TITLE

A MEDICAL APPRAISAL OF THERAPY FOR OCCLUSIVE ARTERIAL DISEASE

AUTHOR(S)
Stein, Irwin D.
PUB. DATE
April 1964
SOURCE
Angiology;Apr1964, Vol. 15 Issue 4, p188
SOURCE TYPE
Academic Journal
DOC. TYPE
Article
ABSTRACT
In treating occlusive arterial disease of the limbs one must nevertheless consider the whole patient. We have tubular vision when we limit ourselves to a particular drug or surgical measure. At best we still are a long way from the ideal method of management, which is prevention. This may have to wait for the day when we learn to control genetic development and breed individuals resistant to arteriosclerosis. It is ridiculous to emphasize low fat diets and to feed cholesterol-lowering drugs to adults. The atherosclerosis and the ulcerative lesions are not reversible. The same is probably true of anticoagulants since thrombosis is only a part of the occlusive process. In the over-all management of the patient with peripheral vascular disease it is wise to let the body develop its own resources, its collateral circulation to combat the depletion of a vascular bed. It needs no verbal orders or supervision from the outside to do this, but it may be aided by the physician who prescribes exercise judiciously, who sees that foot care is not a sheet of instructions but a way of life, who combats bacterial infection vigorously with the appropriate antibiotic, and who prescribes medications for the symptomatic relief of pain, discomfort and anxiety. Until specific proof is presented to the contrary, it seems wise to use vasodilator drugs. When this regime fails, as it will in a small number, then and only then in such an emergent situation, do we feel that arterial grafting has its place. Success at this point gives a little extra time in controlling a disease which progresses relentlessly.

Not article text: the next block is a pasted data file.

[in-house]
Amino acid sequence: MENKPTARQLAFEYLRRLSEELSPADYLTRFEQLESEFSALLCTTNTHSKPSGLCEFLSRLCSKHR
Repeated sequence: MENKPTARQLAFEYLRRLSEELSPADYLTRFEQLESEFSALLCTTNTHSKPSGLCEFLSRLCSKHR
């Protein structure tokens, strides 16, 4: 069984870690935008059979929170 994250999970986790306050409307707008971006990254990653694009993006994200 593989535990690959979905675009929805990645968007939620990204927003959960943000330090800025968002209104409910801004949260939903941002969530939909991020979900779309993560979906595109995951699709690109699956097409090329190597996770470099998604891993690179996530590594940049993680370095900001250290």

ACCESSION #
16371723

 

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